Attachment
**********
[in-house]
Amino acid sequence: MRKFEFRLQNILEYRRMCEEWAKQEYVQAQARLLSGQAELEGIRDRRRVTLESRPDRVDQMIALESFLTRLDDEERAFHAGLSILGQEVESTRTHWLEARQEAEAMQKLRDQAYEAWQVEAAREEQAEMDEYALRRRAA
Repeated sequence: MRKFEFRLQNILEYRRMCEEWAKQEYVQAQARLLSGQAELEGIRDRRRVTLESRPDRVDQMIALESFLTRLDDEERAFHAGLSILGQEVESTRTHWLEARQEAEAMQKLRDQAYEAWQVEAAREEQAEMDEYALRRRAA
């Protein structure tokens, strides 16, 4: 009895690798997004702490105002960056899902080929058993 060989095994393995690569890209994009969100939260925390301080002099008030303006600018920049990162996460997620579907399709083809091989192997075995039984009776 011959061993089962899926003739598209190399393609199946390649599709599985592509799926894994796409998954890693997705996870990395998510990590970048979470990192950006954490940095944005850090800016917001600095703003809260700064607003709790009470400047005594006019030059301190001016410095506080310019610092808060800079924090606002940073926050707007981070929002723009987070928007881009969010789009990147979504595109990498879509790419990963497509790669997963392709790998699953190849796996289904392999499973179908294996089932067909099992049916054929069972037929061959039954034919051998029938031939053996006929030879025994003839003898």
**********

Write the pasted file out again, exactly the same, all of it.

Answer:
[in-house]
Amino acid sequence: MRKFEFRLQNILEYRRMCEEWAKQEYVQAQARLLSGQAELEGIRDRRRVTLESRPDRVDQMIALESFLTRLDDEERAFHAGLSILGQEVESTRTHWLEARQEAEAMQKLRDQAYEAWQVEAAREEQAEMDEYALRRRAA
Repeated sequence: MRKFEFRLQNILEYRRMCEEWAKQEYVQAQARLLSGQAELEGIRDRRRVTLESRPDRVDQMIALESFLTRLDDEERAFHAGLSILGQEVESTRTHWLEARQEAEAMQKLRDQAYEAWQVEAAREEQAEMDEYALRRRAA
């Protein structure tokens, strides 16, 4: 009895690798997004702490105002960056899902080929058993 060989095994393995690569890209994009969100939260925390301080002099008030303006600018920049990162996460997620579907399709083809091989192997075995039984009776 011959061993089962899926003739598209190399393609199946390649599709599985592509799926894994796409998954890693997705996870990395998510990590970048979470990192950006954490940095944005850090800016917001600095703003809260700064607003709790009470400047005594006019030059301190001016410095506080310019610092808060800079924090606002940073926050707007981070929002723009987070928007881009969010789009990147979504595109990498879509790419990963497509790669997963392709790998699953190849796996289904392999499973179908294996089932067909099992049916054929069972037929061959039954034919051998029938031939053996006929030879025994003839003898």